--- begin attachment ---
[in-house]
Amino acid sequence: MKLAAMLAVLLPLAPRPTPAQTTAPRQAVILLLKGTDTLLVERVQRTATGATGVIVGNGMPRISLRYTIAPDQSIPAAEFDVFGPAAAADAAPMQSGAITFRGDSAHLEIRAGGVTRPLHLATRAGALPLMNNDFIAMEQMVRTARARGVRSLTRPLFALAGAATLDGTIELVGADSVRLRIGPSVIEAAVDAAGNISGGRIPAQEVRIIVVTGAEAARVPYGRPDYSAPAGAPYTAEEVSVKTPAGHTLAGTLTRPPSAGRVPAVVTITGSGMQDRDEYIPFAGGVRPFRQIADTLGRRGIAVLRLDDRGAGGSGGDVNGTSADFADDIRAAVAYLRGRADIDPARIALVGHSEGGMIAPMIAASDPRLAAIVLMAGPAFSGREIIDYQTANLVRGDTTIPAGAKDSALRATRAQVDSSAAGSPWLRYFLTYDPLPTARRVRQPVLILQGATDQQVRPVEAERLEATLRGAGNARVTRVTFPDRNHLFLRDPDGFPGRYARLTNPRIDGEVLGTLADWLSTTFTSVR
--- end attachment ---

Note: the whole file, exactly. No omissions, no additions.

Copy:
[in-house]
Amino acid sequence: MKLAAMLAVLLPLAPRPTPAQTTAPRQAVILLLKGTDTLLVERVQRTATGATGVIVGNGMPRISLRYTIAPDQSIPAAEFDVFGPAAAADAAPMQSGAITFRGDSAHLEIRAGGVTRPLHLATRAGALPLMNNDFIAMEQMVRTARARGVRSLTRPLFALAGAATLDGTIELVGADSVRLRIGPSVIEAAVDAAGNISGGRIPAQEVRIIVVTGAEAARVPYGRPDYSAPAGAPYTAEEVSVKTPAGHTLAGTLTRPPSAGRVPAVVTITGSGMQDRDEYIPFAGGVRPFRQIADTLGRRGIAVLRLDDRGAGGSGGDVNGTSADFADDIRAAVAYLRGRADIDPARIALVGHSEGGMIAPMIAASDPRLAAIVLMAGPAFSGREIIDYQTANLVRGDTTIPAGAKDSALRATRAQVDSSAAGSPWLRYFLTYDPLPTARRVRQPVLILQGATDQQVRPVEAERLEATLRGAGNARVTRVTFPDRNHLFLRDPDGFPGRYARLTNPRIDGEVLGTLADWLSTTFTSVR